At the shrine to vintage fashion, the Buffalo Exchange, I met my match. In a sea of skinny jeans, flannel shirts, and denim jackets, I found my dream sweater. While trying to hold back my lust, I stared at the sweater.

It was black wool, with an interesting edgy thread design. More importantly, it fit my frugal budget. “Oh, this sweater is so edgy, and would go wonderful with a button-up shirt and tie,” said I.

Hours later, I prepared for a night on the town. While coordinating outfits, the fashion gods played a cruel trick on me. “Shit, I left all my ties at home, now my outfit scheme has been ruined,” said I.

This folks is another edition of first world problems, brought to you by the glorious first world. Rather than crying, I went out to dinner and didn’t shed a tear over my missing ties.

Portland has always been famous for it’s love of bacon and coffee. Naturally, I had bacon and coffee for breakfast, lunch, and dinner. Afterwards, I took an enchanting walk alongside Portlandia’s quiet, but charming pavements.

“Whisky, whisky, whisky,” said my thirsty brain. The flashing lights of a gay bar welcomed me. Only, I was intimidated by the thought of drinking alone at a gay bar. Persistently, my brain kept singing the “ I want whisky song.”

With thirst ravishing my soul, I said, “fuck you” to intimidation and bolted toward Embers, a downtown gay bar. It was a quiet night. Drag queens wandered around, ready for (as expected) a drag revue. Others sat with friends and enjoyed a beer.

Ordering a whisky on the rocks, I quenched my thirsty soul. Glancing over, I noticed an adorable blond guy, sitting opposite me. He wore a tie and shirt. I was charmed by his appearance. Impure thoughts raced through my head. “Gee, I bet he has a great tie collection.”

Avoiding intimidation, I took a seat next to him. Introducing myself, I was expecting him not to respond, positively. Then our eyes locked. “Shit, he’s cute, uh-oh, somebody cue the simply cheesy pop tunes.” Repeatedly, “Honey,” by Mariah Carey capitalized on the romantic moment.

“I want to take you on a surprise adventure,” he said. I shook my head in agreement and off we went into the chilly, Portland night. Unexpectedly, I was struck in the head. It was okay, since it was Cupid striking my head with an arrow.

With bravery in my heart, I kissed him. We locked eyes. It was magic. His surprise adventure, you ask? It was a trip to the video game arcade, which had a long cue. Instead, we went out for pizza and more boozy adult beverages.

There was a mystery, which dumbfounded me about him. “Shit, I don’t know what his name is?” As we spoke in detail about our lives and struggles, I kept trying to brainstorm cleaver ways to find out his name.

As the night wrapped up, I handed him my phone. “Here, put your info on here,” said I. It worked and I never forgot his name again. Even after kissing him goodbye at the bus stop, we kept in touch.

A few days later, he spoke to me with seductive words. “I hope you like pork, I am going to make you bacon mac n’ cheese and ribs,” he said. Unlike myself, he loved to cook. Hence, I was invited over for a home cooked dinner.

After the lavish feast, we relaxed on the couch and watched Troop Beverly Hills. On a very chilly December evening, I was charmed by a fellow, who I was falling for and he could cook.

In the grand scheme of gay dating, bacon, sweaters and a fancy tie are the way to a man’s heart. Cheers to Portland for all the bacon, I’ve consumed and the lovely fellow, I have met.

Hiking In A Cardigan

In old New York, a boy from Harlem randomly ended up on the Upper East Side. With deep seeded lust in his heart, he took a riveting plunge.

“Everything bagel, cream cheese and lox; Oh and also a small coffee,” said I, standing at a quintessentially New York deli. I took a bite of New York’s most beloved nosh, and glared into Lexington Avenue.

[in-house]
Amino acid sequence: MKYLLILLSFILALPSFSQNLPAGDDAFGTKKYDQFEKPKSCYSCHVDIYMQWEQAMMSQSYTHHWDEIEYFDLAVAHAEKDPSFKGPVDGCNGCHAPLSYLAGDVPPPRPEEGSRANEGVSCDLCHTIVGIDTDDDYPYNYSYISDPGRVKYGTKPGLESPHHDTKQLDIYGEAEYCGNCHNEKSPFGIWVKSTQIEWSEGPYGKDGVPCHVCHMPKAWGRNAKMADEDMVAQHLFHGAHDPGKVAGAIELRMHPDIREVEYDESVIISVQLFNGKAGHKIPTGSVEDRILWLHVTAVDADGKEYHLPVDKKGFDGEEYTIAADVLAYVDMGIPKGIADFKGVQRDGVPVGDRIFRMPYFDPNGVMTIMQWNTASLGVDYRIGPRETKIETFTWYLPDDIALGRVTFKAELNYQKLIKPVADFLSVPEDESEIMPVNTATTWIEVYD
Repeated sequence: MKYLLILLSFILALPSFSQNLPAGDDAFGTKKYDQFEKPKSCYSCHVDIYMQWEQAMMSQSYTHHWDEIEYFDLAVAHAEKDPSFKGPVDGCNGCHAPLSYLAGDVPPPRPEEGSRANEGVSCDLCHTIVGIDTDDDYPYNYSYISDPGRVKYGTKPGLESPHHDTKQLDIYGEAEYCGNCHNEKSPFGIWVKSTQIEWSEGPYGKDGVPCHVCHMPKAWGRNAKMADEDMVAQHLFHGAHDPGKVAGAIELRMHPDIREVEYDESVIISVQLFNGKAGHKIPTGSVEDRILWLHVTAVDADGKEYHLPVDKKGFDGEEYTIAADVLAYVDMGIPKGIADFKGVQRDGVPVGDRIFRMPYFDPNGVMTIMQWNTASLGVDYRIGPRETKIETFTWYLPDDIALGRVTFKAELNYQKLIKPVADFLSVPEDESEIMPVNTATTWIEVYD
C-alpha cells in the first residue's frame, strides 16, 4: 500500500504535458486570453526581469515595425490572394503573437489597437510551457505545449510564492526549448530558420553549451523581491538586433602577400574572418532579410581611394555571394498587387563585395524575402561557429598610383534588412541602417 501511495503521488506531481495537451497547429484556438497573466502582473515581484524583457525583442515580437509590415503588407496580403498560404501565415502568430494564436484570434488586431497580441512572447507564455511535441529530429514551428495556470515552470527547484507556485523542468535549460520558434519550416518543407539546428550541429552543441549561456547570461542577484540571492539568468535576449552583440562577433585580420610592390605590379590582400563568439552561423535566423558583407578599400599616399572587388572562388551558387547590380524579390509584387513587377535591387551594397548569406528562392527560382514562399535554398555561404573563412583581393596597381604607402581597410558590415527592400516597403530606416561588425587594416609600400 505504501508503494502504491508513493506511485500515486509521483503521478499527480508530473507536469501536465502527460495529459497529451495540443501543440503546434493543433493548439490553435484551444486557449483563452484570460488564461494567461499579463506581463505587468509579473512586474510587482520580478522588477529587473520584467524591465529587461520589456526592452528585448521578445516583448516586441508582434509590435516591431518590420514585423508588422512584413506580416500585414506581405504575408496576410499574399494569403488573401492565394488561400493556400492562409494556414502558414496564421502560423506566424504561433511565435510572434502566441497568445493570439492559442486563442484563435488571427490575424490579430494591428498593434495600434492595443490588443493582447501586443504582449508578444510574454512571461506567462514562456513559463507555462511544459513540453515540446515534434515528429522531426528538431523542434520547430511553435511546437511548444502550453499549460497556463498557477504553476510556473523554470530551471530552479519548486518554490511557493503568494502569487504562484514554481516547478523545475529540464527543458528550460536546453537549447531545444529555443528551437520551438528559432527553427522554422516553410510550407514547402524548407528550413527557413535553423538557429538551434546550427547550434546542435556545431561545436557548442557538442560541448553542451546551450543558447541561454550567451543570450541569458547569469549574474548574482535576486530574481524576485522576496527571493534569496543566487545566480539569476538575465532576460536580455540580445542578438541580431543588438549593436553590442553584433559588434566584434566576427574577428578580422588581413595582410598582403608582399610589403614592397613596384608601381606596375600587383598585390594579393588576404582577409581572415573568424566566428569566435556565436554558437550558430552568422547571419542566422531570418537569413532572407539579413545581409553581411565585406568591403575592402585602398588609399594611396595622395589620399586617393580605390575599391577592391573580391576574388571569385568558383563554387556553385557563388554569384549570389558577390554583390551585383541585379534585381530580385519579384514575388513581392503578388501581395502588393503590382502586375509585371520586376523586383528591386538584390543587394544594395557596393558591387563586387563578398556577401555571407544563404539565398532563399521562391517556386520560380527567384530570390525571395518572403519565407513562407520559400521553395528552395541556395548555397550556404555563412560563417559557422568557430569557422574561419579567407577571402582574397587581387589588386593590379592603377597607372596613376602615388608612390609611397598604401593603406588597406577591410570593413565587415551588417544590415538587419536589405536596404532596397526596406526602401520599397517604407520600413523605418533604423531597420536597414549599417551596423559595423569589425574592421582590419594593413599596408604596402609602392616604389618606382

“Oh boy, I feel like a modern day bohemian, going on this big expedition out west, “ said I. As the fusion of cream cheese and salty lox seduced my tongue, I nearly melted.

“Gee, I will miss the bagels here. However, when I return to New York, I’ll be filled to the brim with fabled tales of Portland and California,” said I with great illusion.

Afterwards, I reveled in Gotham’s revered wind chill. “I’m freezing. I’m freezing, but I feel so Jackie O’, strolling in the Upper East Side, all dolled up.” Said I, marveling at Madison Avenue’s opulent shops.

I took the scenic route, crosstown. Central Park always represented tourists and crowded fields of green. While walking around the park’s many reservoirs, precious trails and nearly barren trees, I finally marveled at it’s green charms, but something distracted me.

“90’s alternative rock (with the sounds of Nirvana, the Cranberries & Everclear, naturally), cute bearded men, coffee, rain & more rain were thoughts, which dominated my head.

You’re probably saying, “hey Mr. New York. You could you get that shit in Brooklyn or the East Village. To you, I respond with this. There’s just something special about having those things in Portland, a new frontier for this cardigan wearing, Uptown boy.

After reaching 96th street, I strolled into Central Park West. “ Goodbye, Central Park and hello, west-coast style laid back-ness, said I. Somewhere between New York and Portland’s cloudy skies, the sun arose.

Indeed, I was in the beginning stages of my trip out west. Sitting at a Starbucks in Riverside (my hometown), I continued writing my novel. Only, the words weren’t flowing like a river. They were dried by the valley’s penetrating sunrise.

Feeling like a failure, I longed for New York. “Maybe, I can only write in New York City?” I asked myself. Regret filled my heart as I questioned taking such a long voyage.

Like any proper author, I let my mind go on vacation. It needed a Pina Colada and burrito in order to function, once again. After taking a few days off, I drove to a local coffee shop and sat. Once again, I couldn’t write. The words were not flowing.

Panicking, I took another drive. “I’ll never finish my novel, never. New York, I miss you,” were my exact words. While parading around Downtown Riverside’s historic district, I found a bit of Brooklyn. “Oh, this coffee shop is wonderful. It could easily fit in New York,” said I.

Blasting some retro tunes, I sipped on a coffee and the cloudy skies returned. “Hello, konishiwa and bonjour, inspiration,” said I. Happily, I returned to novel writing after a brief hiatus. It was sweeter than the chocolate chip cookie, which accompanied my caffeine fix.

Excitedly, I wrote, everyday. Thank you, Riverside for providing me with a bit of New York in the suburban sprawl. Dearest, Portland, crank up your 90’s grunge rock, I’ll be in you soon.